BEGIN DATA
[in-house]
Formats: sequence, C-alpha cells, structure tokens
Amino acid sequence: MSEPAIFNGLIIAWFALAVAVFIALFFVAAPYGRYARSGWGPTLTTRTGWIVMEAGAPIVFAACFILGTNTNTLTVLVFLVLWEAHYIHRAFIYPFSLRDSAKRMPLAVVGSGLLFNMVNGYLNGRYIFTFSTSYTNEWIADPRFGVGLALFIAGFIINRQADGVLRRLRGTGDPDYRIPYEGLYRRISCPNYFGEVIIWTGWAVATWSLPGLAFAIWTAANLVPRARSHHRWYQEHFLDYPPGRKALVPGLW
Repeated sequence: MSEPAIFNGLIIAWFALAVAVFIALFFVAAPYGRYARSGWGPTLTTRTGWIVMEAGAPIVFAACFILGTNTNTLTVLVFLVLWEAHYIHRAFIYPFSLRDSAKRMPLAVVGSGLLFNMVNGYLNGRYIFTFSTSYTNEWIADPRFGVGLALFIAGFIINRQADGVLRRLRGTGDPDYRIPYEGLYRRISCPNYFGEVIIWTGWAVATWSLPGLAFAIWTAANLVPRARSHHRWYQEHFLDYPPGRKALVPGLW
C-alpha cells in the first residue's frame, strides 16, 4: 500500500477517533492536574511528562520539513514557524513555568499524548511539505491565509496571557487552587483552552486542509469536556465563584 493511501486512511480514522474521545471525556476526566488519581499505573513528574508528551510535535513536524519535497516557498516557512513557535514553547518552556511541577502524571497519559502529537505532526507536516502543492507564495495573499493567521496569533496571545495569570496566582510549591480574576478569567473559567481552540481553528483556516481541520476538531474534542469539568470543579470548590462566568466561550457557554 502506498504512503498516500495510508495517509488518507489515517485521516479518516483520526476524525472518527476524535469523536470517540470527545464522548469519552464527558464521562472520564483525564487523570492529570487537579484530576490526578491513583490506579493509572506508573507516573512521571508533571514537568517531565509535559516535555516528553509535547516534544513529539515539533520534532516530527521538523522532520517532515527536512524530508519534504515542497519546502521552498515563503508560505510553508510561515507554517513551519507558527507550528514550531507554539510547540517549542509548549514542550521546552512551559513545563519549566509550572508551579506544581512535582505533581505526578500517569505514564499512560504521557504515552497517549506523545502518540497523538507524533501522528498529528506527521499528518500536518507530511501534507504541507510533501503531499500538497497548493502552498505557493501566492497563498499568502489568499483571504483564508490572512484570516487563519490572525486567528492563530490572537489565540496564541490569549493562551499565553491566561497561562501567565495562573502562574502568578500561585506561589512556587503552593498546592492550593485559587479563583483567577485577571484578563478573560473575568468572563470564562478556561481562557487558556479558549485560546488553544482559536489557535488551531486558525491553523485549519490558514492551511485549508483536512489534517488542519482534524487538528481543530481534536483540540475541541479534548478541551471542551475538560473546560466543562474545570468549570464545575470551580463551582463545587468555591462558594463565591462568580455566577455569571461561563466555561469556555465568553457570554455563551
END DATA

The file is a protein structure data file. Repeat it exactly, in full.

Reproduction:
[in-house]
Formats: sequence, C-alpha cells, structure tokens
Amino acid sequence: MSEPAIFNGLIIAWFALAVAVFIALFFVAAPYGRYARSGWGPTLTTRTGWIVMEAGAPIVFAACFILGTNTNTLTVLVFLVLWEAHYIHRAFIYPFSLRDSAKRMPLAVVGSGLLFNMVNGYLNGRYIFTFSTSYTNEWIADPRFGVGLALFIAGFIINRQADGVLRRLRGTGDPDYRIPYEGLYRRISCPNYFGEVIIWTGWAVATWSLPGLAFAIWTAANLVPRARSHHRWYQEHFLDYPPGRKALVPGLW
Repeated sequence: MSEPAIFNGLIIAWFALAVAVFIALFFVAAPYGRYARSGWGPTLTTRTGWIVMEAGAPIVFAACFILGTNTNTLTVLVFLVLWEAHYIHRAFIYPFSLRDSAKRMPLAVVGSGLLFNMVNGYLNGRYIFTFSTSYTNEWIADPRFGVGLALFIAGFIINRQADGVLRRLRGTGDPDYRIPYEGLYRRISCPNYFGEVIIWTGWAVATWSLPGLAFAIWTAANLVPRARSHHRWYQEHFLDYPPGRKALVPGLW
C-alpha cells in the first residue's frame, strides 16, 4: 500500500477517533492536574511528562520539513514557524513555568499524548511539505491565509496571557487552587483552552486542509469536556465563584 493511501486512511480514522474521545471525556476526566488519581499505573513528574508528551510535535513536524519535497516557498516557512513557535514553547518552556511541577502524571497519559502529537505532526507536516502543492507564495495573499493567521496569533496571545495569570496566582510549591480574576478569567473559567481552540481553528483556516481541520476538531474534542469539568470543579470548590462566568466561550457557554 502506498504512503498516500495510508495517509488518507489515517485521516479518516483520526476524525472518527476524535469523536470517540470527545464522548469519552464527558464521562472520564483525564487523570492529570487537579484530576490526578491513583490506579493509572506508573507516573512521571508533571514537568517531565509535559516535555516528553509535547516534544513529539515539533520534532516530527521538523522532520517532515527536512524530508519534504515542497519546502521552498515563503508560505510553508510561515507554517513551519507558527507550528514550531507554539510547540517549542509548549514542550521546552512551559513545563519549566509550572508551579506544581512535582505533581505526578500517569505514564499512560504521557504515552497517549506523545502518540497523538507524533501522528498529528506527521499528518500536518507530511501534507504541507510533501503531499500538497497548493502552498505557493501566492497563498499568502489568499483571504483564508490572512484570516487563519490572525486567528492563530490572537489565540496564541490569549493562551499565553491566561497561562501567565495562573502562574502568578500561585506561589512556587503552593498546592492550593485559587479563583483567577485577571484578563478573560473575568468572563470564562478556561481562557487558556479558549485560546488553544482559536489557535488551531486558525491553523485549519490558514492551511485549508483536512489534517488542519482534524487538528481543530481534536483540540475541541479534548478541551471542551475538560473546560466543562474545570468549570464545575470551580463551582463545587468555591462558594463565591462568580455566577455569571461561563466555561469556555465568553457570554455563551